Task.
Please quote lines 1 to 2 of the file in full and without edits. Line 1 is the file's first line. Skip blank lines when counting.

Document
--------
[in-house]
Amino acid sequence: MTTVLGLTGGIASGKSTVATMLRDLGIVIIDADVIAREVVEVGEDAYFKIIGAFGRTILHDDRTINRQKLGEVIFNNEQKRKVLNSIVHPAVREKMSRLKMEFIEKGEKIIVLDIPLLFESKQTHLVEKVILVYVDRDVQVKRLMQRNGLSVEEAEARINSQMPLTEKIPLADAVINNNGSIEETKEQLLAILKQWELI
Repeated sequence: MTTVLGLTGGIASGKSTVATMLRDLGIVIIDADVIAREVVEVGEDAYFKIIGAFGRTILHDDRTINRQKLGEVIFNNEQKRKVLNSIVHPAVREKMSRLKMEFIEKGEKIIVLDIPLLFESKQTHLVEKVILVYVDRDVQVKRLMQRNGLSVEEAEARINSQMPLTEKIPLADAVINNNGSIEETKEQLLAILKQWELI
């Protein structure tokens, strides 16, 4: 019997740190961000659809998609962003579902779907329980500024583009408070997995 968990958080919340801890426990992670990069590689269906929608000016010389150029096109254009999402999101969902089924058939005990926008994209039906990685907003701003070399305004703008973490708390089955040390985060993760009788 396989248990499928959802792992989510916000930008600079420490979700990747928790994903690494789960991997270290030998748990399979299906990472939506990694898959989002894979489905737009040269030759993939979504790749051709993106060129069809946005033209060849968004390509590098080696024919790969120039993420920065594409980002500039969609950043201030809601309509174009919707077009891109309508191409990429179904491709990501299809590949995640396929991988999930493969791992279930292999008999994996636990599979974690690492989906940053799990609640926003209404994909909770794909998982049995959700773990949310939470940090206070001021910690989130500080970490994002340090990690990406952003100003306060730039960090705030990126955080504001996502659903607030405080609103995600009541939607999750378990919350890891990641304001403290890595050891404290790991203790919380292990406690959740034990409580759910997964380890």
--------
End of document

[in-house]
Amino acid sequence: MTTVLGLTGGIASGKSTVATMLRDLGIVIIDADVIAREVVEVGEDAYFKIIGAFGRTILHDDRTINRQKLGEVIFNNEQKRKVLNSIVHPAVREKMSRLKMEFIEKGEKIIVLDIPLLFESKQTHLVEKVILVYVDRDVQVKRLMQRNGLSVEEAEARINSQMPLTEKIPLADAVINNNGSIEETKEQLLAILKQWELI